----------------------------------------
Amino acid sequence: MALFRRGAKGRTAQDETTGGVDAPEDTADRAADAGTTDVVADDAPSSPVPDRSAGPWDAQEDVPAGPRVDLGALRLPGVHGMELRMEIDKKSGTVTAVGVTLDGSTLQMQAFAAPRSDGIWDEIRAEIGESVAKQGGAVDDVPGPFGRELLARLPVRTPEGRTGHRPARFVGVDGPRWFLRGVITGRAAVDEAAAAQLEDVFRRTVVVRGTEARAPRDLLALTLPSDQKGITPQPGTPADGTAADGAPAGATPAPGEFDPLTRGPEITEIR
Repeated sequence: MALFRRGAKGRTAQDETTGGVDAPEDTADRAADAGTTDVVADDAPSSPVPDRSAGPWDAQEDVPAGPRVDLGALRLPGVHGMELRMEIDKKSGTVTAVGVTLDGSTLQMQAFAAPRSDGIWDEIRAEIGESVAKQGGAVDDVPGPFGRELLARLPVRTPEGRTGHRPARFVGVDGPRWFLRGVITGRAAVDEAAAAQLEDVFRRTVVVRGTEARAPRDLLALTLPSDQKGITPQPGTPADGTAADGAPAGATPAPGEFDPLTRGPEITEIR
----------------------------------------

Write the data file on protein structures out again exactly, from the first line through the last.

Amino acid sequence: MALFRRGAKGRTAQDETTGGVDAPEDTADRAADAGTTDVVADDAPSSPVPDRSAGPWDAQEDVPAGPRVDLGALRLPGVHGMELRMEIDKKSGTVTAVGVTLDGSTLQMQAFAAPRSDGIWDEIRAEIGESVAKQGGAVDDVPGPFGRELLARLPVRTPEGRTGHRPARFVGVDGPRWFLRGVITGRAAVDEAAAAQLEDVFRRTVVVRGTEARAPRDLLALTLPSDQKGITPQPGTPADGTAADGAPAGATPAPGEFDPLTRGPEITEIR
Repeated sequence: MALFRRGAKGRTAQDETTGGVDAPEDTADRAADAGTTDVVADDAPSSPVPDRSAGPWDAQEDVPAGPRVDLGALRLPGVHGMELRMEIDKKSGTVTAVGVTLDGSTLQMQAFAAPRSDGIWDEIRAEIGESVAKQGGAVDDVPGPFGRELLARLPVRTPEGRTGHRPARFVGVDGPRWFLRGVITGRAAVDEAAAAQLEDVFRRTVVVRGTEARAPRDLLALTLPSDQKGITPQPGTPADGTAADGAPAGATPAPGEFDPLTRGPEITEIR